The key point for Lucini is this: With so many organisations now rushing to create these kinds of easily accessible services, there is a new imperative for everyone else—to take advantage of the work others are doing to develop the technology, not to compete against them. In other words, rather than try and build core AI applications yourself, let the organisations with the specialist know-how or the cutting-edge research capabilities (such as the Alan Turing Institute) do it for you.
But he also cautions organisations not to be dazzled by some of the more extraordinary things AI is now doing. Take, for example, the DeepMind AI that learnt to play the video game Atari Breakout (in which players use a bat and ball to destroy a wall of bricks). In just a few hours, using the on-screen visuals as its only input and playing millions of games by itself, it had figured out the best strategies and reached superhuman-like levels of skill—a truly amazing feat.
However, this example highlights a key problem in making practical use of AI. How could a business actually use something like this? Lucini’s view is that in many cases, they simply couldn’t. The scenarios just don’t exist. Nobody has 30 million—or even 1 million—examples of anything as suitable for training an algorithm.
Moreover, Dr. Weller explains there are also still technical issues with AIs like DeepMind. That is, they remain quite brittle and have no real idea what they’re actually doing, even if they appear to be doing it very effectively. So, for example, if you change the parameters of the Breakout game just a little (moving the bat closer to the wall, say, or reconfiguring the layout of the bricks) the AI breaks down and has to restart its learning from scratch.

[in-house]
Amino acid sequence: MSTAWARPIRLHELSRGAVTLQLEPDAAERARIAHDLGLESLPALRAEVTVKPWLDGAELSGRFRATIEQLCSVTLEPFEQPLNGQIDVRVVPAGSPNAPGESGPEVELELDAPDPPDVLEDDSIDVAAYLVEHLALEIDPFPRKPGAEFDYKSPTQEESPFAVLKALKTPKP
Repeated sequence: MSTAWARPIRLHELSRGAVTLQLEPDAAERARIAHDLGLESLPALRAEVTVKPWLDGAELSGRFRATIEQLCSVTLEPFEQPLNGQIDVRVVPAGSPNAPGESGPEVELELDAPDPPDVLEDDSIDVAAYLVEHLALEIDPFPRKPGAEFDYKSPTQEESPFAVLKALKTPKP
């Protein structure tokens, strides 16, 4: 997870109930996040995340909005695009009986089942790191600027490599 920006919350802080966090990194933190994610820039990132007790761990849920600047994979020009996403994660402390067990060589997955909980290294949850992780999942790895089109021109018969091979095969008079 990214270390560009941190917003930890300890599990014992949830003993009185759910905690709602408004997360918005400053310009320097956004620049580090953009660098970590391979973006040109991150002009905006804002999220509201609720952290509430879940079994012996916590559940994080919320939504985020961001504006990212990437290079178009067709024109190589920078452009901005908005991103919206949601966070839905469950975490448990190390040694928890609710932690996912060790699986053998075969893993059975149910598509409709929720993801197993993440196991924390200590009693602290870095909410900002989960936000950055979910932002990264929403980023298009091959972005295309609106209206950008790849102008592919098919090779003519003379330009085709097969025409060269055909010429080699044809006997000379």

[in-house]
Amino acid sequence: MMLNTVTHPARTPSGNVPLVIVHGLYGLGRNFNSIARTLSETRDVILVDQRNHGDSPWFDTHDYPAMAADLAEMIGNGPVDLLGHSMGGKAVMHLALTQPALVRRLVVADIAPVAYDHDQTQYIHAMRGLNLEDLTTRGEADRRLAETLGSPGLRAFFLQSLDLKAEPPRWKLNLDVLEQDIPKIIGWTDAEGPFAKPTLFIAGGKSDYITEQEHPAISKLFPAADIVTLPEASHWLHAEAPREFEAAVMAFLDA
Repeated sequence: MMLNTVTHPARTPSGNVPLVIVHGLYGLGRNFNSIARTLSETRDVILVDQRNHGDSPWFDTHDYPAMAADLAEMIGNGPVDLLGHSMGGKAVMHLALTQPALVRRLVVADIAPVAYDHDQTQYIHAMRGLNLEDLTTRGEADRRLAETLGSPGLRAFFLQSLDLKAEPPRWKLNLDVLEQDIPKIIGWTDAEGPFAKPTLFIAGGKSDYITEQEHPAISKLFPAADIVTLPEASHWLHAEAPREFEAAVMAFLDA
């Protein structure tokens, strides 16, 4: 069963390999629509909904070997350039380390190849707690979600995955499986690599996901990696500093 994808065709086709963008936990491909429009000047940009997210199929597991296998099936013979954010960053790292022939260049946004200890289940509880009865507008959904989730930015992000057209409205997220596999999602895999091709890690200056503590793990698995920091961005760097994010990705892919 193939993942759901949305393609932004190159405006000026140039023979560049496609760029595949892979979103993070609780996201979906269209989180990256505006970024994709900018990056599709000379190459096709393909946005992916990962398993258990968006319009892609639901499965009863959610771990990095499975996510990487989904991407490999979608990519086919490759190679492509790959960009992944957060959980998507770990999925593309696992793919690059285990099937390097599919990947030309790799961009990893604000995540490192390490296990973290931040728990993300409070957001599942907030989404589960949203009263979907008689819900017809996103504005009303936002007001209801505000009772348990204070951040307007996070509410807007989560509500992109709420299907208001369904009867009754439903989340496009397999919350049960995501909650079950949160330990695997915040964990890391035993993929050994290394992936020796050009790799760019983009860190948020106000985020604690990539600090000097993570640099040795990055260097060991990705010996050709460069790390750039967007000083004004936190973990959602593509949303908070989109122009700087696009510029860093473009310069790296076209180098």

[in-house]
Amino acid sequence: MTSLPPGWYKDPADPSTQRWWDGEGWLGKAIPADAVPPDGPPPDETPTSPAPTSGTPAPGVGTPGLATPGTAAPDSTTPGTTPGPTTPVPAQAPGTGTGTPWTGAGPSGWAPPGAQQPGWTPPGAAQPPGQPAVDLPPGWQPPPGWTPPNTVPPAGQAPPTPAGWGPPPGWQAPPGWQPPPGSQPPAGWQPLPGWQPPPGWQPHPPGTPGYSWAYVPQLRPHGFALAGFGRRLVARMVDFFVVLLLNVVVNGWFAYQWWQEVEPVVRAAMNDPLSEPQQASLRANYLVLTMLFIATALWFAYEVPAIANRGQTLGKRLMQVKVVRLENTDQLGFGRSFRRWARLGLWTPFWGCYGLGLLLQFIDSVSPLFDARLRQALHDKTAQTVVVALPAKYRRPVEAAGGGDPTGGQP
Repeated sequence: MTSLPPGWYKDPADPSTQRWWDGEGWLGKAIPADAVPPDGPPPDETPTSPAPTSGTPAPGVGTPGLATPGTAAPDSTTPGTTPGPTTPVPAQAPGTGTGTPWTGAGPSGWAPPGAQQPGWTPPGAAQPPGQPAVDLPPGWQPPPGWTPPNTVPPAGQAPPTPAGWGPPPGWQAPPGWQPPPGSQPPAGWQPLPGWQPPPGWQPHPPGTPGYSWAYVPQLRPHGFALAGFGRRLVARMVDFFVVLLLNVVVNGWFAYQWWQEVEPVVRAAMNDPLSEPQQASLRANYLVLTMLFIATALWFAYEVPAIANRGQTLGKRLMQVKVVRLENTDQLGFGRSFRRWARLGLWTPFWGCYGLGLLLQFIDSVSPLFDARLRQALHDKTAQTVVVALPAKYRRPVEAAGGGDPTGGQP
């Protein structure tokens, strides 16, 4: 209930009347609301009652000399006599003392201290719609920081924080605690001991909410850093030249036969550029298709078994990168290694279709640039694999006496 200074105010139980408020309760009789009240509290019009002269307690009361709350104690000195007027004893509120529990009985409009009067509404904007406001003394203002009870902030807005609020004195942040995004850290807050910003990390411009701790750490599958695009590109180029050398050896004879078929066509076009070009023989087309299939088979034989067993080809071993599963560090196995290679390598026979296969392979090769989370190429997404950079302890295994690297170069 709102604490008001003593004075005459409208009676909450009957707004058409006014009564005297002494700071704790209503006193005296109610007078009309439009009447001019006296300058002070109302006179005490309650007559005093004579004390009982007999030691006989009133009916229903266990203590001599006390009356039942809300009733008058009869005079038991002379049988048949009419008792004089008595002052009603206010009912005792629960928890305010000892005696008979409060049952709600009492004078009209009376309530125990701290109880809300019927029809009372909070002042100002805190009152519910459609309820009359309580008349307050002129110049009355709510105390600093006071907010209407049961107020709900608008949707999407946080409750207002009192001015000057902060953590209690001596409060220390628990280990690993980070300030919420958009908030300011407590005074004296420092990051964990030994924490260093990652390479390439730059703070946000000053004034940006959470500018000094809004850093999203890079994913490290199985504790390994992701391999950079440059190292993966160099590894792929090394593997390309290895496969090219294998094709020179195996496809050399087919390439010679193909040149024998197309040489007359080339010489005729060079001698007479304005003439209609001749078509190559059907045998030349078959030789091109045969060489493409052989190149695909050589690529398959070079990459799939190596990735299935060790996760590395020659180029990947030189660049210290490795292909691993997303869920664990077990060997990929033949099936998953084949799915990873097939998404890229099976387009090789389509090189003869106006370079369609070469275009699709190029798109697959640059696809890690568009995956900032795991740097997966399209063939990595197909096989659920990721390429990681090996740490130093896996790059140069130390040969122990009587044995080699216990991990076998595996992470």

As Dr. Weller set out, this brittleness is just one of the big research challenges still to be tackled—from learning transferable concepts, to accounting for uncertainty, to building common sense understanding—some of which may take decades to resolve. Deep learning, for instance, has proved to be a highly effective form of machine learning. But it’s not perfect by any means. It is, for example, very data hungry and computationally expensive. It struggles to represent uncertainty properly. And it can often be fooled by adversarial examples. So a deep learning algorithm trained, say, to recognise images of animals can be completely fooled if the underlying pixels of an image are shifted ever so slightly towards an image of a different animal. To a human the change will be imperceptible, but the algorithm completely breaks down.
In the end, as Lucini describes it, these challenges mean it’s vital to retain a healthy degree of pragmatism about using AI. But the use cases are there. And in finding them it’s important to try and develop a form of "muscle memory" across the whole range of AI capabilities. Focusing on just one or two (robotics, say, or machine learning) is a risk. That’s because AI’s true value comes from bringing the different pieces of the technology together to develop the use cases that can make a practical difference to today’s organisations.